N. C. Wyeth illustration from "The Last of the Mohicans" (1919): rare, beautifully framed antique
Image Size: H 9.375” x W 7.00”
Matted & Framed: H 16.375” x W 14.00”
Framed Price: $245.00
Whiteglove handling and shipping approximately $25.00
By 1917, the year he created his color-filled illustrations for Robin Hood and The Boy’s King Arthur, NCW had completed his move beyond the shadowy city style of his famous teacher, Howard Pyle. Wyeth’s paintings were clear and bright. Yes—he continued to use Pyle’s technique by composing his scenes with diagonals and interesting lines to create the sense of motion. But unlike Pyle, NCW used contrasting light and dark colors to intensify the action he was depicting.
In this thrilling scene, the artist pictures the desperate fight between “Le Renard Subtil” (the Wily Fox) and “Le Gros Serpent” (the Great Snake). The Wily Fox is Magua, principle villain in James Fennimore Cooper’s famous adventure. As for the Great Snake, his name makes him sound like the more evil of the two, but he is the friend of the book’s hero, Natty Bumppo, a.k.a. Hawkeye. The story takes place in the wilds of upstate New York during the bloody French and Indian War.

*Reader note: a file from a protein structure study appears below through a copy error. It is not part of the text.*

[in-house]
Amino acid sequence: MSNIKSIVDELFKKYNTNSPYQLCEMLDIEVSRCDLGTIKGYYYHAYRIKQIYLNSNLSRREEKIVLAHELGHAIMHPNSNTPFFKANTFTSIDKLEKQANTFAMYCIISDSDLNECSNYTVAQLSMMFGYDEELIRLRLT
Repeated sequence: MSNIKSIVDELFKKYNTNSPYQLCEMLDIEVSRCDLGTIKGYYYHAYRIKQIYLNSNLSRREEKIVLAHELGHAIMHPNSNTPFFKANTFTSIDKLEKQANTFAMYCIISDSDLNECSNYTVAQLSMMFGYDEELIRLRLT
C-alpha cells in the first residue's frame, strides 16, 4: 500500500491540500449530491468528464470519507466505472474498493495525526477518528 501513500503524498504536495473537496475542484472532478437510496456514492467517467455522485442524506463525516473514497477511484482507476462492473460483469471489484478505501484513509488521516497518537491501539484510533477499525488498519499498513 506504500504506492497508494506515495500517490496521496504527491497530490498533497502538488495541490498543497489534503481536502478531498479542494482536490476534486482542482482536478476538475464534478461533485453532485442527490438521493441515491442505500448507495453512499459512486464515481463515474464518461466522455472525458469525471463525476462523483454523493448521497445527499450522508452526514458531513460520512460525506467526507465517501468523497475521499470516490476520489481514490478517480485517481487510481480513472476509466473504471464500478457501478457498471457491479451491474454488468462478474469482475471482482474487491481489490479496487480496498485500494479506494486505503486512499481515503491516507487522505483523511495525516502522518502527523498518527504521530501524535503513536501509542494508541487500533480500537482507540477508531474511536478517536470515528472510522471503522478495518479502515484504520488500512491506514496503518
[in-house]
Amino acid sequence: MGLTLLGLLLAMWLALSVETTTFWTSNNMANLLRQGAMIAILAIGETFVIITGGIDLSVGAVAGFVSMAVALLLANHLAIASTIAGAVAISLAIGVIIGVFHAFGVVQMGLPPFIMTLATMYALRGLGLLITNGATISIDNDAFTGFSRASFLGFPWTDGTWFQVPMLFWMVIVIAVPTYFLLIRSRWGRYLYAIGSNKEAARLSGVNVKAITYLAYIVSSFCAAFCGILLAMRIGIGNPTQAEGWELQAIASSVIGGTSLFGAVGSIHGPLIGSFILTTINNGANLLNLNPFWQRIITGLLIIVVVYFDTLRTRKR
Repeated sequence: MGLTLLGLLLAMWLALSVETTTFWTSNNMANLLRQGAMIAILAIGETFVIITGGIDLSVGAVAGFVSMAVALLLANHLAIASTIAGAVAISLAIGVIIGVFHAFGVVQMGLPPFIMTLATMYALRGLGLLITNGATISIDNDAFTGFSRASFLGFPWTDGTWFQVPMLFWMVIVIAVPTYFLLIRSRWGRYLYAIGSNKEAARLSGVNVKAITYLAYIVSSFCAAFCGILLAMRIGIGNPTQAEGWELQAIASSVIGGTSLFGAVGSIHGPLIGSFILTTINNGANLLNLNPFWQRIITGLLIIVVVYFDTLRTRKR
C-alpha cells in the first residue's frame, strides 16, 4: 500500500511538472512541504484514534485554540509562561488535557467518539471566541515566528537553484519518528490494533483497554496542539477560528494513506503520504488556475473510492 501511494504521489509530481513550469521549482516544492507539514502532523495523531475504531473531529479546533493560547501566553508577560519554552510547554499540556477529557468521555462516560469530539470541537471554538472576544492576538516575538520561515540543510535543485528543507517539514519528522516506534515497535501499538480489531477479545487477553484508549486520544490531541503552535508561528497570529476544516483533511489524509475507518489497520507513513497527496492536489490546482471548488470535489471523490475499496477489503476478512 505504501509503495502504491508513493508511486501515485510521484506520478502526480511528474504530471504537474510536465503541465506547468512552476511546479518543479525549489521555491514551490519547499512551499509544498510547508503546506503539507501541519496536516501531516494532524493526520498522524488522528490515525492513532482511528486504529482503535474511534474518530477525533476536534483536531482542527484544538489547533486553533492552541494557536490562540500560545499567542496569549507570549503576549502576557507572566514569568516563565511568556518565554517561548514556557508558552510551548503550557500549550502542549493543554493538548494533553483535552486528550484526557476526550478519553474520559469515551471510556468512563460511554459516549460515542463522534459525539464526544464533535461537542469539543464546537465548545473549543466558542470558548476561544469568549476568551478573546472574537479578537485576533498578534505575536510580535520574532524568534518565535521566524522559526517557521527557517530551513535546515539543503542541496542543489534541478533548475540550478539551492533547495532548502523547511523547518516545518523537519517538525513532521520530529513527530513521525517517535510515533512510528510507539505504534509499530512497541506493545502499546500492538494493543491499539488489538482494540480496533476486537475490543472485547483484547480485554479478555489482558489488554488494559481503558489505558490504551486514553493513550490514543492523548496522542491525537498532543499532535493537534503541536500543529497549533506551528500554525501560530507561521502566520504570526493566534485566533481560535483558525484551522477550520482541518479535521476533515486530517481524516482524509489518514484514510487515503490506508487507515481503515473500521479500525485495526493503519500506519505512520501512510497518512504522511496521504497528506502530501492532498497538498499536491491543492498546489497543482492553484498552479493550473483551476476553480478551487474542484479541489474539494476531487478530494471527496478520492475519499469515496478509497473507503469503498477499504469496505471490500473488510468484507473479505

Magua, a brooding Huron outcast, has sworn to kill English Colonel Munro. The honorable Colonel is the commandant of Fort William Henry, which protects English colonials from Indian raiding parties that sweep down from Canada on Lake Champlain and Lake George. Magua’s hatred for the English commander traces to a humiliating whipping he received at the hands of Colonel Munro for drinking “fire-water” and becoming drunk at his fort.
Le Gros Serpent's English friends know him as Chingachgook, Chief of the Mohicans and father of Uncas. These two fearless naturals are the last of the Mohican tribe. On the outer edge of the civilized world, they stand toe to toe against the malignant French and their Huron allies. The fight between Magua and Chingachgook represents, in other words, the struggle between good and evil. NCW pictures it as a no holds barred fight to the death. The only concession to the world of law and morality here is the club Hawkeye holds poised over his head, which will soon crash down on the rogue who is trying to tip the scales in favor of evil.
Unlike the battle on the ledge at Glens Falls, which NCW intensified with a diagonal composition, this scene is built in a circular form, which reinforced the impression that the struggle it portrays is unending. And so it is.
We have to refer to the book’s cover illustration to determine which is which in this episode. The figure in the buckskin jersey with the murderous grimace is the Wily Fox. The other, whose iron grip stays his deadly dagger, is the Great Snake. Interestingly, he outlives them all!